The collection has been divided into nine series. These series are described below.
Series 1: General correspondence
Series 2: Soaring and gliding
Series 3: General materials of Hattie Meyers Junkin
Series 4: Waco Company History
Series 5: George "Buck" Weaver materials
Series 6: Scrapbooks
Series 7: Miscellaneous
Series 8: General Photographs
Series 9: Negatives
Series 1: General Correspondence.
This series is divided into two sub-series, personal and business correspondence. The personal correspondence materials consists primarily of letters written by George "Buck" Weaver to Hattie between 1917 to 1923. It also includes letters from family members, friends and acquaintances including Charles Meyers (Hattie's brother), Katherine Stinson, and "Matty" Emil Laird. There are also invitations, christmas cards and special occasion announcements. The business sub-series is comprised of mostly letters to publishers, but also includes letters to women's organizations, business associates, news media and other formal correspondence. Materials have been arranged chronologically.
Series 2: Soaring and Gliding.
This series contains primarily newspaper articles and photographs related directly to Ms. Junkin's soaring activities. There is also correspondence related directly to the topic of soaring, contest programs, bulletins and miscellaneous materials.
Series 3: General materials Hattie Meyers Junkin.
This series contains primarily her writings in major periodical publications, but also contains periodical articles about her children and her personal activities, club correspondence, Early Bird Dinner materials and other general materials.
Series 4: Waco Company History.
This series contains materials directly related to the Waco company and the activities of its founders including, early drafts of Hattie's history of the Waco Company--The Human Investment in Waco Aircraft, Elwood "Sam" Junkin biography, materials related to the Bruckner litigation for control of the Waco Aircraft Company, photographs of early Waco aircraft, and publicity materials including a Waco $0.13 stamp.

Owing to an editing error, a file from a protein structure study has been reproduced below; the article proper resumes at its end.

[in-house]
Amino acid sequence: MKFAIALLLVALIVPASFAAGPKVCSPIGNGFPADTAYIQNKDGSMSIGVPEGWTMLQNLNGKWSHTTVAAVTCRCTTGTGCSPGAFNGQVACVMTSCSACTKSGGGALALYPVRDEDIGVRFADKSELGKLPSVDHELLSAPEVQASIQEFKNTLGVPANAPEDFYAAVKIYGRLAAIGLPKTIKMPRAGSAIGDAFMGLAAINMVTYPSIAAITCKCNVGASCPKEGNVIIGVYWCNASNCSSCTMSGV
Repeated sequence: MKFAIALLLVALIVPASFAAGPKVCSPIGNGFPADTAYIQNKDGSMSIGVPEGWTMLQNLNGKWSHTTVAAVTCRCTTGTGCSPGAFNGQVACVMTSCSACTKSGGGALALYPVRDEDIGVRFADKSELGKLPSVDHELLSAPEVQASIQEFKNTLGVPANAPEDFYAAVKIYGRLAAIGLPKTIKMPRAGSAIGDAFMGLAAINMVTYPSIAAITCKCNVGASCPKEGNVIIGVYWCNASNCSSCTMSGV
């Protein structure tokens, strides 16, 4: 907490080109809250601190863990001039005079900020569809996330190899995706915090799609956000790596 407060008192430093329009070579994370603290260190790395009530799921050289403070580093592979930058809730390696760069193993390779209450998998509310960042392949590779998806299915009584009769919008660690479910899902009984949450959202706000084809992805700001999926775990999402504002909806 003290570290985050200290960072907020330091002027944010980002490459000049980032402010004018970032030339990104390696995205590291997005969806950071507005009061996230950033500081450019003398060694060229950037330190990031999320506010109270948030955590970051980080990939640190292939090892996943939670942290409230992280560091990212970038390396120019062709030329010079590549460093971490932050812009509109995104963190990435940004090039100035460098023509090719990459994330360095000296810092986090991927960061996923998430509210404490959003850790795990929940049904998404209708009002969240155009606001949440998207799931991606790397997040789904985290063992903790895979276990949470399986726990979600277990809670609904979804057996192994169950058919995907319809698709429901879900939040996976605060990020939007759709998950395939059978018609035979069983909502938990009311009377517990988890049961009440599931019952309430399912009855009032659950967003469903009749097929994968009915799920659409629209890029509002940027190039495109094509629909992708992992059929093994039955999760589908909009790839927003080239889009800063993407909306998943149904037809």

Series 5: George "Buck" Weaver materials.
This series contains materials related directly to George "Buck" Weaver. Much of the material in this series pertains to Weaver's activities as a civilian aviation instructor, in Waco, Texas during World War I. Most of the materials found in this series were found together when processing began.
Series 6: Scrapbooks.
This series contains six scrapbooks dating primarily between the years 1914-1926. Much of the material pertains to George "Buck" Weaver's activities at Waco, Texas, his barnstorming activities, promotional activities for the Weaver Aircraft Company and his marriage to Hattie and their family life. Some of the more recent materials deals with Hattie's soaring activities.
PLEASE NOTE: Most of the pages in these scrapbooks are loose and the materials fragile. PLEASE
HANDLE WITH EXTREME CARE.
Series 7: Miscellaneous materials.
This series contains materials that were organized by Ms. Junkin in a specific fashion or did not fit logically into any of the series listed. In most cases materials in this series are duplications, but their organization offers a researcher insight into materials she thought most important.
Series 8: General Photographs.
This series contains general photographs which did not fit into any of the series above. Many of these photos are publicity shots or photos of family and friends.
Series 9: Negatives.
This series contains 72 negatives found in the collection. These have been separated out and rehoused as a preservation measure. Some of the negatives have prints, but most do not. These associations have been noted in the list below. They are described first by item number (i.e. #27), general topic (i.e Soaring and Gliding), subject and date if known, and if a print is available. They have been arranged by general topic groups. Please request assistance from a staff member when handling these negatives. The staff member will also be able to inform you of ordering procedures if you wish to order copies of these negatives and prints.